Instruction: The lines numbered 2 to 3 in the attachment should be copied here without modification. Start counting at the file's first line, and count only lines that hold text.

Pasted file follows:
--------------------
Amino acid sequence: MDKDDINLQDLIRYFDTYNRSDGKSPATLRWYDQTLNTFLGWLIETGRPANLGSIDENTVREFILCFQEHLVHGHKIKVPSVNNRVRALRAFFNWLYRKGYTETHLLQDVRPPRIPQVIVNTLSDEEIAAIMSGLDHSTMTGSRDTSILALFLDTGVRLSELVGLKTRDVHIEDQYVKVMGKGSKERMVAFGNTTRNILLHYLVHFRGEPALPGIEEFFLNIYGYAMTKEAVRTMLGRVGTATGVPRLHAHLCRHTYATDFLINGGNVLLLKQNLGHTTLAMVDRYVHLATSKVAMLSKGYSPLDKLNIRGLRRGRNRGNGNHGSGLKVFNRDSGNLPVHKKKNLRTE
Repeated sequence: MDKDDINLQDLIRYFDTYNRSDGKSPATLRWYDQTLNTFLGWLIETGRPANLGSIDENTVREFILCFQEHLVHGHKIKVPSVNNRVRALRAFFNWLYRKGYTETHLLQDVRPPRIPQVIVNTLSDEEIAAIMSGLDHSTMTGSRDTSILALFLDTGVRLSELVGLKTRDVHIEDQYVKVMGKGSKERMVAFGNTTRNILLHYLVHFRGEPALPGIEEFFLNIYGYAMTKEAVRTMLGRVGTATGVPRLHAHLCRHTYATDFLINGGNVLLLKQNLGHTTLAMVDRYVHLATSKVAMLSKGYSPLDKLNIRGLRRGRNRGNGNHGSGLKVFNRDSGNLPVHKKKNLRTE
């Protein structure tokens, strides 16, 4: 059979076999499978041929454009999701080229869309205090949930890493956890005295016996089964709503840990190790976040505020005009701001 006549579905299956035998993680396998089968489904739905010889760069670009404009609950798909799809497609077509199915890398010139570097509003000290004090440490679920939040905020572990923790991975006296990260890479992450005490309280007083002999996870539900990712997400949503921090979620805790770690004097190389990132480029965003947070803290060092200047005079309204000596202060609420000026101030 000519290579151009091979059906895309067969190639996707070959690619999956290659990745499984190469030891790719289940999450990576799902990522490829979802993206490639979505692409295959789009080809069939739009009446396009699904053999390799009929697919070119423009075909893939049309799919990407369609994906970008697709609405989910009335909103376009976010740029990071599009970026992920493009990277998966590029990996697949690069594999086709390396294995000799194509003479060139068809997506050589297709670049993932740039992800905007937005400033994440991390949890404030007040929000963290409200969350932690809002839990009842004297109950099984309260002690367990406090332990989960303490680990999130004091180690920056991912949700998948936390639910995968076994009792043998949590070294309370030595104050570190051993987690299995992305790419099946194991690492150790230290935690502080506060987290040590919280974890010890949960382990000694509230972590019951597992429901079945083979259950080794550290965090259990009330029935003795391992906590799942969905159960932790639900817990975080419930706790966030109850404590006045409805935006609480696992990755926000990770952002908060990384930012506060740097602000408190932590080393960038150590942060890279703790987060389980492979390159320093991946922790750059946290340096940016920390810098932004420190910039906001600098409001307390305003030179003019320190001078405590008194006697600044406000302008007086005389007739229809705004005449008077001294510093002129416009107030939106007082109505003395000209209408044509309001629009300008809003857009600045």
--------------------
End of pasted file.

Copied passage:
Repeated sequence: MDKDDINLQDLIRYFDTYNRSDGKSPATLRWYDQTLNTFLGWLIETGRPANLGSIDENTVREFILCFQEHLVHGHKIKVPSVNNRVRALRAFFNWLYRKGYTETHLLQDVRPPRIPQVIVNTLSDEEIAAIMSGLDHSTMTGSRDTSILALFLDTGVRLSELVGLKTRDVHIEDQYVKVMGKGSKERMVAFGNTTRNILLHYLVHFRGEPALPGIEEFFLNIYGYAMTKEAVRTMLGRVGTATGVPRLHAHLCRHTYATDFLINGGNVLLLKQNLGHTTLAMVDRYVHLATSKVAMLSKGYSPLDKLNIRGLRRGRNRGNGNHGSGLKVFNRDSGNLPVHKKKNLRTE
């Protein structure tokens, strides 16, 4: 059979076999499978041929454009999701080229869309205090949930890493956890005295016996089964709503840990190790976040505020005009701001 006549579905299956035998993680396998089968489904739905010889760069670009404009609950798909799809497609077509199915890398010139570097509003000290004090440490679920939040905020572990923790991975006296990260890479992450005490309280007083002999996870539900990712997400949503921090979620805790770690004097190389990132480029965003947070803290060092200047005079309204000596202060609420000026101030 000519290579151009091979059906895309067969190639996707070959690619999956290659990745499984190469030891790719289940999450990576799902990522490829979802993206490639979505692409295959789009080809069939739009009446396009699904053999390799009929697919070119423009075909893939049309799919990407369609994906970008697709609405989910009335909103376009976010740029990071599009970026992920493009990277998966590029990996697949690069594999086709390396294995000799194509003479060139068809997506050589297709670049993932740039992800905007937005400033994440991390949890404030007040929000963290409200969350932690809002839990009842004297109950099984309260002690367990406090332990989960303490680990999130004091180690920056991912949700998948936390639910995968076994009792043998949590070294309370030595104050570190051993987690299995992305790419099946194991690492150790230290935690502080506060987290040590919280974890010890949960382990000694509230972590019951597992429901079945083979259950080794550290965090259990009330029935003795391992906590799942969905159960932790639900817990975080419930706790966030109850404590006045409805935006609480696992990755926000990770952002908060990384930012506060740097602000408190932590080393960038150590942060890279703790987060389980492979390159320093991946922790750059946290340096940016920390810098932004420190910039906001600098409001307390305003030179003019320190001078405590008194006697600044406000302008007086005389007739229809705004005449008077001294510093002129416009107030939106007082109505003395000209209408044509309001629009300008809003857009600045």